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China’s Critical Minerals Export Control Ratchet – Why it Matters: A Look at Graphite

As China tightens its export control ratchet yet again this week (see our latest post), here comes another visual reminder of why Beijing’s actions are relevant and concerning:

Our friends at Benchmark Mineral Intelligence have put together a new infographic illustrating China’s critical mineral supply dominance specifically for graphite anodes.

Before Beijing unleashed its latest salvo of export restrictions – this time for Rare Earths – graphite was the lastest material to find itself in the Tech War crosshairs with the announcement that to protect national security, China would require export permits for certain graphite products – a move analysts saw as a play “to control supplies of critical minerals in response to challenges over its global manufacturing dominance.”

As the largest component by volume and mass in EV batteries, graphite is considered a battery critical and has been deemed the “unsung player” in the battery supply chain. According to Benchmark data, Chinese production accounts for 74% of the total supply chain for graphite anodes, posing a risk for anode producers in South Korea and elsewhere.

Diversifying supply away from China represents a massive challenge as China “is on track to retain over 85% of the global anode market share by the end of the decade,” according to Benchmark analyst Tony Alderson.

For a full size look at the infographic, which clearly illustrates not only the scale of the graphite challenge, but also provides a window into technical and sustainability questions surrounding it, and for more detail on synthetic versus natural graphite, click here.

Over the course of the past few years, the U.S. has taken several important steps to decouple critical mineral supply chains from China, especially those for battery materials and chip manufacturing, ranging from DPA Title III designations and subsequent Department of Defense funding of projects to federal legislation providing funding for projects from the U.S. Department of Energy.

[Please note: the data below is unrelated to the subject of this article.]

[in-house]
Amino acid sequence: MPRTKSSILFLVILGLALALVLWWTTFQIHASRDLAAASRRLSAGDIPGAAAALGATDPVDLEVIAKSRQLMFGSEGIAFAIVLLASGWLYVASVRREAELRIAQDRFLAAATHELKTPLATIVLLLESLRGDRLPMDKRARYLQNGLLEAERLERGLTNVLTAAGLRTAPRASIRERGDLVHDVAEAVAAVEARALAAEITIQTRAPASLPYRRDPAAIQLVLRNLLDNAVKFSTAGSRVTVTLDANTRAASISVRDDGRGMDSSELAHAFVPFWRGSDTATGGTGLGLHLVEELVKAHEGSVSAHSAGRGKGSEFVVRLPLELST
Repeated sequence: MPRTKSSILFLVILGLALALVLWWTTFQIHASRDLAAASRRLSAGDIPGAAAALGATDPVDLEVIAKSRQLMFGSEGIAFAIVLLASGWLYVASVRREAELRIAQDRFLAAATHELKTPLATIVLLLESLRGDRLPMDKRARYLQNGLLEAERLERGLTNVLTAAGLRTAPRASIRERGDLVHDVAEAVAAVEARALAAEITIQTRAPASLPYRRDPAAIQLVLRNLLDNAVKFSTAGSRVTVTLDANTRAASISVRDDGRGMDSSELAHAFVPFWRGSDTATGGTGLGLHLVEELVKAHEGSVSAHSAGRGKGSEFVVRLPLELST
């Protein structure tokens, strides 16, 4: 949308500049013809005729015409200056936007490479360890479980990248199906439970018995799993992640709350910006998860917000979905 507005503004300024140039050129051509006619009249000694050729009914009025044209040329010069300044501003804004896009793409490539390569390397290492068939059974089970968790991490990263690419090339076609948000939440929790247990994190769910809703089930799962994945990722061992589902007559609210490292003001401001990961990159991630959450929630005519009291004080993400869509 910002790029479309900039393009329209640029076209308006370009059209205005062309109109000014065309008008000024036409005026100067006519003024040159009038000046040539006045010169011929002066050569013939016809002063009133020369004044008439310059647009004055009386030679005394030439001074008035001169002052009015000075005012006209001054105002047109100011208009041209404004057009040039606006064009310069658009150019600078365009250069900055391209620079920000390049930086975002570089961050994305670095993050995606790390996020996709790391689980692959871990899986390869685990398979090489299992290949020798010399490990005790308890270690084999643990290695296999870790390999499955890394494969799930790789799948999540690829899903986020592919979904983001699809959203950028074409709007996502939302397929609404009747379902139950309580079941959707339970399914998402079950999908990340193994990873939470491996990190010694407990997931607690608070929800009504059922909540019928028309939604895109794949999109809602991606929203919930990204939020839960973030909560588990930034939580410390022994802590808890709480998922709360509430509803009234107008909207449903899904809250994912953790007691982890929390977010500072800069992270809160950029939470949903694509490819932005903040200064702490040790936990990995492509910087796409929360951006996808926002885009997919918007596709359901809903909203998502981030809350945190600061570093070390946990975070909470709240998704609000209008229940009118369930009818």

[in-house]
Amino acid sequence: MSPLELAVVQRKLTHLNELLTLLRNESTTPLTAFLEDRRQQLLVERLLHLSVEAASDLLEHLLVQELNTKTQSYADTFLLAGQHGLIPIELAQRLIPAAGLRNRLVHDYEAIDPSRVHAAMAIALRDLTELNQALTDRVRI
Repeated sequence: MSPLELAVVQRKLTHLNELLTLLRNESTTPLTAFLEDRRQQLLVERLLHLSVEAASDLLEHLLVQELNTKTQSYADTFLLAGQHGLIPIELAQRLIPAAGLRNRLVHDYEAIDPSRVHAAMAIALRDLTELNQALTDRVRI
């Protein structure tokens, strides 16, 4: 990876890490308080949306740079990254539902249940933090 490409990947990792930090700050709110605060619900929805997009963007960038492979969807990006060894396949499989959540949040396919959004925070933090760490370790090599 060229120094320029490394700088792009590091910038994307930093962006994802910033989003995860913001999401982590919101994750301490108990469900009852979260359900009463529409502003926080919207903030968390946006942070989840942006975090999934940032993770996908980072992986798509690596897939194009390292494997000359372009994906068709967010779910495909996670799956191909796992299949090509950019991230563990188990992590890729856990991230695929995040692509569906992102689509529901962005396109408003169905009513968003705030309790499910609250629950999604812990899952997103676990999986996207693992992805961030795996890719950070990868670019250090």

In the graphite realm, projects currently underway are expected to qualify for the IRA credits, and ultimately help “domesticate” the graphite supply chain, including Graphex’s pitch coating facility coming online in Michigan, and Graphite One Inc.’s effort to establish an all-American mine-to-manufacturing supply chain. Graphite One’s Graphite Creek deposit near Nome, Alaska was recently recognized by the U.S. Geological Survey as the largest U.S. graphite deposit and among the largest in the world, and, since July, the company has been selected for two Department of Defense grants, under the Defense Production Act’s Title III authorities and by the Defense Logistics Agency.

Positive moves in each case, but, as the infographic clearly demonstrates, more remains to be done – particularly in light of China’s obvious readiness to weaponize its dominance in the critical minerals realm.